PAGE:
ALBERT BANDURA is David Starr Jordan Professor of Social Sciences in Psychology at Stanford University. He is a proponent of social cognitive theory, which accords a central role to cognitive, vicarious, self-regulatory, and self-reflective processes in sociocognitive functioning. His recent book, Social Foundations of Thought and Action: A Social Cognitive Theory, provides the conceptual framework and analyzes the large body of knowledge bearing on this theory. Bandura is past president of the American Psychological Association and a recipient of its Distinguished Scientific Contributions Award.
Selective Activation and Disengagement of Moral Control
Article first published online: 14 APR 2010
1990 The Society for the Psychological Study of Social Issues
Journal of Social Issues
Volume 46, Issue 1, pages 27–46, Spring 1990
How to Cite
Bandura, A. (1990), Selective Activation and Disengagement of Moral Control. Journal of Social Issues, 46: 27–46. doi: 10.1111/j.1540-4560.1990.tb00270.x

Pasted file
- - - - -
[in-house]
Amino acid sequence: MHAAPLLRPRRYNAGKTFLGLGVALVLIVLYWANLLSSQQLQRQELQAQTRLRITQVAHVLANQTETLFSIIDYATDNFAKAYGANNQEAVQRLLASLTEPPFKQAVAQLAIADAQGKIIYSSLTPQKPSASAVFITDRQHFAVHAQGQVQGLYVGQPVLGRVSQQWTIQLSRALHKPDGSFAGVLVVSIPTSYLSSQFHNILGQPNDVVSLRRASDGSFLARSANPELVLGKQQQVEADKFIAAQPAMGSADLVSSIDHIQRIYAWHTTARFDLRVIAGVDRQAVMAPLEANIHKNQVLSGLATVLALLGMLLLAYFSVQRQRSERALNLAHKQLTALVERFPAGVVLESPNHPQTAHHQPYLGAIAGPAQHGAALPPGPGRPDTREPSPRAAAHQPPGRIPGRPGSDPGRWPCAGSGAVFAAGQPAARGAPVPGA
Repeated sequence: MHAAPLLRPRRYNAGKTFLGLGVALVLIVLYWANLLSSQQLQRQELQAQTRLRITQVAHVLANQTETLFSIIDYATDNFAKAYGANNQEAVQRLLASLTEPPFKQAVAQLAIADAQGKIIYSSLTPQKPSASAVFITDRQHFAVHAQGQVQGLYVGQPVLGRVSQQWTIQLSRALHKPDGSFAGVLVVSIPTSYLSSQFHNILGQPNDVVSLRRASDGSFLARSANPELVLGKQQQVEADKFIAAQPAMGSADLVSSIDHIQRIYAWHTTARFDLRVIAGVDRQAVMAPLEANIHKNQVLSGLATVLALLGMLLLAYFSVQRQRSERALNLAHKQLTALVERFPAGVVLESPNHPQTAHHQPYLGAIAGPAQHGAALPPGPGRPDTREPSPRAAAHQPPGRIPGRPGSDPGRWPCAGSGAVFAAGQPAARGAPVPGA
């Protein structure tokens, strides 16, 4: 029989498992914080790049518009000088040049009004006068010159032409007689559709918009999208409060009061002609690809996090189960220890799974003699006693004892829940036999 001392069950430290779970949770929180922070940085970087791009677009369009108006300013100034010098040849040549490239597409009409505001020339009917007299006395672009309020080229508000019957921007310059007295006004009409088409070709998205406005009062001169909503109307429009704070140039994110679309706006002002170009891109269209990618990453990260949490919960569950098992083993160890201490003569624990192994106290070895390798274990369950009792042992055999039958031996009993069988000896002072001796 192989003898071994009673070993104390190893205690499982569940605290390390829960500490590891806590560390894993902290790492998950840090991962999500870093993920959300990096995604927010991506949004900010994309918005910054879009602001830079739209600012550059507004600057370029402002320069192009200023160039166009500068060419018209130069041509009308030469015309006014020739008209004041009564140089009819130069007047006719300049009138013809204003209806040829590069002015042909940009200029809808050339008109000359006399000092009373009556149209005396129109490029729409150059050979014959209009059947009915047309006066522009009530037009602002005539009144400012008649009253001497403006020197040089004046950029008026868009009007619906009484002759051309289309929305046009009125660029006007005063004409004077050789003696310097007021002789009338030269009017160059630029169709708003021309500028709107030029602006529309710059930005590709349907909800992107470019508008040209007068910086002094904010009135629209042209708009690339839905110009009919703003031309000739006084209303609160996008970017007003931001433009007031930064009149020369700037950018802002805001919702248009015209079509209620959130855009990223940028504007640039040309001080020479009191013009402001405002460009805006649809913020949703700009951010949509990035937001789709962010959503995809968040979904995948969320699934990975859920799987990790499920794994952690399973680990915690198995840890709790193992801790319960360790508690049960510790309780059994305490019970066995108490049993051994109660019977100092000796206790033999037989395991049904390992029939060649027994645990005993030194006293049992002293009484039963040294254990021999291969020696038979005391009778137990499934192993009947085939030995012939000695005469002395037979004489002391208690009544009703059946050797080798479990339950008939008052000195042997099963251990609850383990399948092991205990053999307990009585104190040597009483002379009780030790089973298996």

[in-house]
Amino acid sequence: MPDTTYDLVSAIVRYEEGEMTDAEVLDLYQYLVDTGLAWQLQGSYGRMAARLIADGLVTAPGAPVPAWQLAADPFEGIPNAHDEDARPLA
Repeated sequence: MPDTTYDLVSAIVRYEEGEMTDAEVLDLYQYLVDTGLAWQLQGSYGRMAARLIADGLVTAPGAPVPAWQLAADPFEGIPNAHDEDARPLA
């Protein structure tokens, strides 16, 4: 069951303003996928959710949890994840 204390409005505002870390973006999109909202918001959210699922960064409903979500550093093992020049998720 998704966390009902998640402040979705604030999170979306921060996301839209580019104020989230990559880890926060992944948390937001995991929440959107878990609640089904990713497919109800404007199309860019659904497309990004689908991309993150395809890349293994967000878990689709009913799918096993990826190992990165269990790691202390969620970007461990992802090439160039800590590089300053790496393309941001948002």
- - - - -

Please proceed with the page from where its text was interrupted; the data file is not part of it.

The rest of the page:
- Issue published online: 14 APR 2010
- Article first published online: 14 APR 2010
Moral conduct is motivated and regulated mainly by the ongoing exercise of self-reactive influence. But self-regulatory mechanisms do not operate unless they are activated, and there are different psychological mechanisms by which moral control can be selectively activated or disengaged from inhumane conduct. Self-sanctions can be disengaged by reconstruing detrimental conduct through moral justification, euphemistic labeling, and advantageous contrast with other inhumanities; by obscuring personal agency in detrimental activities through diffusion and displacement of responsibility; by disregarding or misrepresenting the harmful consequences of inhumane conduct; and by blaming and dehumanizing the victims. These mechanisms of moral disengagement operate not only in the perpetration of inhumanities under extraordinary circumstances, but in everyday situations where people routinely perform activities that bring personal benefits at injurious costs to others. Given the many psychological devices for disengagement of moral control, societies cannot rely solely on individuals, however honorable their standards, to provide safeguards against inhumanities. To function humanely, societies must establish effective social safeguards against moral disengagement practices that foster exploitive and destructive conduct.